Tribunal Criminal Tribunal for the Former Yugoslavia

Page 10596

1 Tuesday, 26 October 2004

2 [Open session]

3 [The witness entered court]

4 --- Upon commencing at 2.24 p.m.

5 [The accused entered court]

6 JUDGE ANTONETTI: [Interpretation] Madam Registrar, would you call

7 the case, please.

8 THE REGISTRAR: Case Number IT-01-47-T, The Prosecutor versus

9 Enver Hadzihasanovic and Amir Kubura.

10 JUDGE ANTONETTI: [No Interpretation]

11 MR. MUNDIS: Thank you, Mr. President. Good afternoon,

12 Your Honours, counsel, and everyone in and around the courtroom. For the

13 Prosecution, Tecla Henry-Benjamin, Daryl Mundis, and Andres Vatter, case

14 manager.

15 JUDGE ANTONETTI: [Interpretation] Thank you, Mr. Mundis.

16 Appearances for the Defence, please.

17 MS. RESIDOVIC: [Interpretation] Good afternoon, Your Honours.

18 Edina Residovic, counsel, Stephane Bourgon, co-counsel, and

19 Mirna Milanovic, legal assistant, representing General Hadzihasanovic.

20 JUDGE ANTONETTI: [Interpretation] And the other Defence.

21 MR. IBRISIMOVIC: [Interpretation] Good afternoon, Your Honours.

22 Rodney Dixon, Fahrudin Ibrisimovic, and Nermin Mulalic, legal assistant,

23 on behalf of Mr. Kubura.

24 JUDGE ANTONETTI: [Interpretation] Thank you. The Chamber would

25 like to greet everybody present in the courtroom, especially the new

Page 10597

1 Madam Registrar who is here temporarily with us. I would like to welcome

2 everybody else in the courtroom, representatives of the OTP, the Defence

3 counsel, the accused, as well as the interpreters in their booths.

4 According to our schedule, we should be finished with this witness today.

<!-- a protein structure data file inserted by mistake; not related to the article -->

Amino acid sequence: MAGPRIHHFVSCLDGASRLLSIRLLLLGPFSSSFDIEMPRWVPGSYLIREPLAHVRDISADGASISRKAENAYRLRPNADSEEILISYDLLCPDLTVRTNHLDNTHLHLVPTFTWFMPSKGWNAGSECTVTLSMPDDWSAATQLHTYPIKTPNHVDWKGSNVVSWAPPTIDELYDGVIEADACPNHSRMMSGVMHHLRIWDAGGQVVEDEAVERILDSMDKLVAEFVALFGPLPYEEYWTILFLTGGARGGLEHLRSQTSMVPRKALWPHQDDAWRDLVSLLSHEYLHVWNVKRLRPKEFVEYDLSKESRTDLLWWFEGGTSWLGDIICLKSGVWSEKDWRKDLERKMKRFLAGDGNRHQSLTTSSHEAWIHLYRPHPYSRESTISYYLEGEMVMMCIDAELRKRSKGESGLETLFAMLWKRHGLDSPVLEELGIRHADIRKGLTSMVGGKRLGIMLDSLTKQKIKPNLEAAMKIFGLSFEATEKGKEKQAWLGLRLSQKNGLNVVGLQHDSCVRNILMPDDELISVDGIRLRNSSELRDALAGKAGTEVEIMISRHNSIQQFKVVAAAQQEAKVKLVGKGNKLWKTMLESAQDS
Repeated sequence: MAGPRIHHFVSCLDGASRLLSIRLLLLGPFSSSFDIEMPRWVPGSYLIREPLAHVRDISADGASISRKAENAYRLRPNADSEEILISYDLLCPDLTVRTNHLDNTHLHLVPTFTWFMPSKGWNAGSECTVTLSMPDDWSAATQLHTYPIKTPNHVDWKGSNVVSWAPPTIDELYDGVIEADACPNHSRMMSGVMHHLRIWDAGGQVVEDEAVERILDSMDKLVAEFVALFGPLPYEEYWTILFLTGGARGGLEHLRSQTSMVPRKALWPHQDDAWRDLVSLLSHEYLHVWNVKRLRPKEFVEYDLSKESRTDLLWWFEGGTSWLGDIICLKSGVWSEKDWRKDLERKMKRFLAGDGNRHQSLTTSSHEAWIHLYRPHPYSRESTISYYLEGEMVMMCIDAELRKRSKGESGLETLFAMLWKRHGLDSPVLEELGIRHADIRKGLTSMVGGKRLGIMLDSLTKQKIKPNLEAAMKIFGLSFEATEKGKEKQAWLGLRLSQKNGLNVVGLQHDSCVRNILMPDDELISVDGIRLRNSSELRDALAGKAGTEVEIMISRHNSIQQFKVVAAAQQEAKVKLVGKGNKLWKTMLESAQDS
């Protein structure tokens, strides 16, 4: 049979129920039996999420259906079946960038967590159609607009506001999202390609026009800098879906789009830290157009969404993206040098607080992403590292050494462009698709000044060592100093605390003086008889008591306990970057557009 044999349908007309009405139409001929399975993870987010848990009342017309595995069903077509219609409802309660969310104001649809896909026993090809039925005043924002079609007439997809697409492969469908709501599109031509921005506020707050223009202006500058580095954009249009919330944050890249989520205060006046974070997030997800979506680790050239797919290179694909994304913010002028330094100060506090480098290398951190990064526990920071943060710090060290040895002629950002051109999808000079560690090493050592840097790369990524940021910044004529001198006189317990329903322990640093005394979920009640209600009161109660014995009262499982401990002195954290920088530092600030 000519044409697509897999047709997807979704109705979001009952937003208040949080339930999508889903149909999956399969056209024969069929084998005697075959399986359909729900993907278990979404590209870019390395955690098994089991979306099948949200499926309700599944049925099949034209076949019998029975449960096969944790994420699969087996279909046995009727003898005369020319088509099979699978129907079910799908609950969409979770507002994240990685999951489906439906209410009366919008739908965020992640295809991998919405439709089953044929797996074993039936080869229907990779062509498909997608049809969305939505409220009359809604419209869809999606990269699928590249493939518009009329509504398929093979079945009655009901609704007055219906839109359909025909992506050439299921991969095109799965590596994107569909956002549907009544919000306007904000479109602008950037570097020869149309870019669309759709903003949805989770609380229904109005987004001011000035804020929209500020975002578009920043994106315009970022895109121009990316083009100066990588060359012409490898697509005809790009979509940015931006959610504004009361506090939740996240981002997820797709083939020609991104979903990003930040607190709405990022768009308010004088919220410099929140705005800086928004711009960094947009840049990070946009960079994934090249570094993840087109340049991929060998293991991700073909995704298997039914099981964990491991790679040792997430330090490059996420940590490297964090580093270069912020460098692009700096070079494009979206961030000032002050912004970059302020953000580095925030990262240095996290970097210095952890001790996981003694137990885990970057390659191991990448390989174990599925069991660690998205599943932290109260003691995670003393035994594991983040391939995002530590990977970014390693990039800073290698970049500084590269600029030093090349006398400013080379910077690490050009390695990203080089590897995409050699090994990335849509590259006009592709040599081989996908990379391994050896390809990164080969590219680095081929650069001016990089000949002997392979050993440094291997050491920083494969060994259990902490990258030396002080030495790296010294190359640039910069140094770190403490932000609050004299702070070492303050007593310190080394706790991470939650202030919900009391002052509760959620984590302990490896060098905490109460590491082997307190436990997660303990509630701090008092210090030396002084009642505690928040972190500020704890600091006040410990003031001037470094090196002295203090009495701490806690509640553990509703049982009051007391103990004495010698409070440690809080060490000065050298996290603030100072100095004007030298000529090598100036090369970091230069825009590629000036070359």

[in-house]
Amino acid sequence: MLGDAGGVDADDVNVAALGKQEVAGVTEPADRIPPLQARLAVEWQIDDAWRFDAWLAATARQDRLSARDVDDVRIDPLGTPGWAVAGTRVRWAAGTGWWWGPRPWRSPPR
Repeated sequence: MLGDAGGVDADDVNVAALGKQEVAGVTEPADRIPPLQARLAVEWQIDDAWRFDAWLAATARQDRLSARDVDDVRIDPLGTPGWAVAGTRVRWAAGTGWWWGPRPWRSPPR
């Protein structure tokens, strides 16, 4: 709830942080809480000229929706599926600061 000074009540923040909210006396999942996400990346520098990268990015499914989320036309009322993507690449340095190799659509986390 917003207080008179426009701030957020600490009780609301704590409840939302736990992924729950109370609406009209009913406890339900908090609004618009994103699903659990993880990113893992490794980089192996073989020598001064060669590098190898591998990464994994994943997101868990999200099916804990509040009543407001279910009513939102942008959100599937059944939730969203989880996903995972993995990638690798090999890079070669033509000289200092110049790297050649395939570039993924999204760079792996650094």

5 I hope, sir, that you had a good weekend. Unfortunately, although your

6 testimony was supposed to be finished last Friday, it had to be continued

7 today. I know that the Defence wanted the floor, and that's why I'm

8 turning towards the Defence counsel and I am giving them the floor. Maybe

9 it's going to be Mr. Bourgon who wants to say something?

10 MS. RESIDOVIC: [Interpretation] Mr. President, we just wanted to

11 inform you that in keeping with your decision, the witness has marked the

12 map again in the presence of the registry and the interpreters. In view

13 of the fact that the map will still be continued, we would like the

14 witness to sign the map, and we will tender this map into evidence. We

15 also wanted to inform you, Mr. President, that we are still awaiting your

16 decision with regard to the expert historian so as enable us to inform

17 this expert when he's supposed to arrive. He is a full-time professor at

18 a university, so he needs to be informed. The only thing that we

19 emphasised with regard to the witnesses for the next three weeks is the

20 fact that the schedule may be changed in case one or the other witness

21 cannot obtain their passports in due course.